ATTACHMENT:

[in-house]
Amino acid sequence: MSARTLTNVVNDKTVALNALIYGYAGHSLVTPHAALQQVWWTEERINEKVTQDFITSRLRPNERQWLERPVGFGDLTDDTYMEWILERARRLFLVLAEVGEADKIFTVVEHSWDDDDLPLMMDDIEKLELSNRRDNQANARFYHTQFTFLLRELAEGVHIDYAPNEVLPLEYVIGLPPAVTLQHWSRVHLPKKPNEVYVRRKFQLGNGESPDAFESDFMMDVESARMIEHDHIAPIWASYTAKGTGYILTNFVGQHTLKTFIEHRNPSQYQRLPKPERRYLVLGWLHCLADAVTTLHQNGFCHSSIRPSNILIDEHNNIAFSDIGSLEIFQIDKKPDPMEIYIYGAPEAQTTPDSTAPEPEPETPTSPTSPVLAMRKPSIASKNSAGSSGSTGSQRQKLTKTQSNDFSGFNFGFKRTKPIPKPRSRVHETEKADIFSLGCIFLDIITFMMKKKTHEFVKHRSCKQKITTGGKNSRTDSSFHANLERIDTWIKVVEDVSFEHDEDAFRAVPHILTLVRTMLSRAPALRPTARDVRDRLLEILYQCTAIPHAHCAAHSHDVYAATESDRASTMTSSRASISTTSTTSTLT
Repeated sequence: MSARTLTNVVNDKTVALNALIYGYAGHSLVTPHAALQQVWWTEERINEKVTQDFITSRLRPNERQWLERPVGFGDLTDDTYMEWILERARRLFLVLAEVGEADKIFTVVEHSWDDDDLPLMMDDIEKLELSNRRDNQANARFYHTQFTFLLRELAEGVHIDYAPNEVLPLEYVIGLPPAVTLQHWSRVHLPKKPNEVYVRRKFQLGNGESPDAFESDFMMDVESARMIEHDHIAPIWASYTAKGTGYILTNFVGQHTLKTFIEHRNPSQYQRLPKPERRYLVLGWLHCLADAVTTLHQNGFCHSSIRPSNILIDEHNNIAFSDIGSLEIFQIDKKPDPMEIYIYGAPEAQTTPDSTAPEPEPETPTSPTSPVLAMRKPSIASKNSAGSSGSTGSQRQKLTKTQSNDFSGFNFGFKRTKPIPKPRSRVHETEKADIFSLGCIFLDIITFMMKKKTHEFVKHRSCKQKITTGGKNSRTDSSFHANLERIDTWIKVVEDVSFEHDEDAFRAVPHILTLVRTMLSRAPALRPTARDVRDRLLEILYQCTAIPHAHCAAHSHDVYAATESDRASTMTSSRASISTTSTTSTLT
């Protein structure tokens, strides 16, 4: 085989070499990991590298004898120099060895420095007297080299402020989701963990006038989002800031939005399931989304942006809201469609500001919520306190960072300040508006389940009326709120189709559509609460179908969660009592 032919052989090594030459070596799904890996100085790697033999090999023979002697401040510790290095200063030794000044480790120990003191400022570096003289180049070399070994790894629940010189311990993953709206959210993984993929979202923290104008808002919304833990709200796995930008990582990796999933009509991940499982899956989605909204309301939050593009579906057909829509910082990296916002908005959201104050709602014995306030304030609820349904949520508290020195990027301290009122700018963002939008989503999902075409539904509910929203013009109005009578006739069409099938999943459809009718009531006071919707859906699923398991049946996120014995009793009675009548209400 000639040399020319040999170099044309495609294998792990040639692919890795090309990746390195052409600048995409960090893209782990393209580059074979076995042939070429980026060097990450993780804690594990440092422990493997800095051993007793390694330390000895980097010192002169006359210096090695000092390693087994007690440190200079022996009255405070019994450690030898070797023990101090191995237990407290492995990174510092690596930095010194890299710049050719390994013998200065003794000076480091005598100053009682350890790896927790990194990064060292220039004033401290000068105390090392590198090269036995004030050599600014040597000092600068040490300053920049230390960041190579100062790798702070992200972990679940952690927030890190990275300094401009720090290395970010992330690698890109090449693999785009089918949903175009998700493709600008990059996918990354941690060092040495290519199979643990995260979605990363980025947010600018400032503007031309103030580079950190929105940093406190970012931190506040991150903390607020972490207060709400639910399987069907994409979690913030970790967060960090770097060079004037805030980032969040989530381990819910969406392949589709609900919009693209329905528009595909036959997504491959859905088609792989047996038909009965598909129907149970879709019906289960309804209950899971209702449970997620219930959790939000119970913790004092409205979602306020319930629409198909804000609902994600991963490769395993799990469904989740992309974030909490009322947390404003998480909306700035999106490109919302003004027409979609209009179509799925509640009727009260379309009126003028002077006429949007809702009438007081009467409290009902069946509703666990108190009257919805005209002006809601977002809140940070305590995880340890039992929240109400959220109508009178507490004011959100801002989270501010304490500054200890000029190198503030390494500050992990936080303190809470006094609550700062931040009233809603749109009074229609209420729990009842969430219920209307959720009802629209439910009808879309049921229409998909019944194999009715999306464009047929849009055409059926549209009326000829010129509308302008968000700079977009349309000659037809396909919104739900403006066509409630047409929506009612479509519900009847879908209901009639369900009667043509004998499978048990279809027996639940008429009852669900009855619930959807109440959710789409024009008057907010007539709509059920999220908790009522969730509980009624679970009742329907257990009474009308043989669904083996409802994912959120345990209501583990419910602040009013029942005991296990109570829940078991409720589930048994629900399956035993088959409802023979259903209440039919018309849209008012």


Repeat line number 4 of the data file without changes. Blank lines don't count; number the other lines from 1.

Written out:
């Protein structure tokens, strides 16, 4: 085989070499990991590298004898120099060895420095007297080299402020989701963990006038989002800031939005399931989304942006809201469609500001919520306190960072300040508006389940009326709120189709559509609460179908969660009592 032919052989090594030459070596799904890996100085790697033999090999023979002697401040510790290095200063030794000044480790120990003191400022570096003289180049070399070994790894629940010189311990993953709206959210993984993929979202923290104008808002919304833990709200796995930008990582990796999933009509991940499982899956989605909204309301939050593009579906057909829509910082990296916002908005959201104050709602014995306030304030609820349904949520508290020195990027301290009122700018963002939008989503999902075409539904509910929203013009109005009578006739069409099938999943459809009718009531006071919707859906699923398991049946996120014995009793009675009548209400 000639040399020319040999170099044309495609294998792990040639692919890795090309990746390195052409600048995409960090893209782990393209580059074979076995042939070429980026060097990450993780804690594990440092422990493997800095051993007793390694330390000895980097010192002169006359210096090695000092390693087994007690440190200079022996009255405070019994450690030898070797023990101090191995237990407290492995990174510092690596930095010194890299710049050719390994013998200065003794000076480091005598100053009682350890790896927790990194990064060292220039004033401290000068105390090392590198090269036995004030050599600014040597000092600068040490300053920049230390960041190579100062790798702070992200972990679940952690927030890190990275300094401009720090290395970010992330690698890109090449693999785009089918949903175009998700493709600008990059996918990354941690060092040495290519199979643990995260979605990363980025947010600018400032503007031309103030580079950190929105940093406190970012931190506040991150903390607020972490207060709400639910399987069907994409979690913030970790967060960090770097060079004037805030980032969040989530381990819910969406392949589709609900919009693209329905528009595909036959997504491959859905088609792989047996038909009965598909129907149970879709019906289960309804209950899971209702449970997620219930959790939000119970913790004092409205979602306020319930629409198909804000609902994600991963490769395993799990469904989740992309974030909490009322947390404003998480909306700035999106490109919302003004027409979609209009179509799925509640009727009260379309009126003028002077006429949007809702009438007081009467409290009902069946509703666990108190009257919805005209002006809601977002809140940070305590995880340890039992929240109400959220109508009178507490004011959100801002989270501010304490500054200890000029190198503030390494500050992990936080303190809470006094609550700062931040009233809603749109009074229609209420729990009842969430219920209307959720009802629209439910009808879309049921229409998909019944194999009715999306464009047929849009055409059926549209009326000829010129509308302008968000700079977009349309000659037809396909919104739900403006066509409630047409929506009612479509519900009847879908209901009639369900009667043509004998499978048990279809027996639940008429009852669900009855619930959807109440959710789409024009008057907010007539709509059920999220908790009522969730509980009624679970009742329907257990009474009308043989669904083996409802994912959120345990209501583990419910602040009013029942005991296990109570829940078991409720589930048994629900399956035993088959409802023979259903209440039919018309849209008012």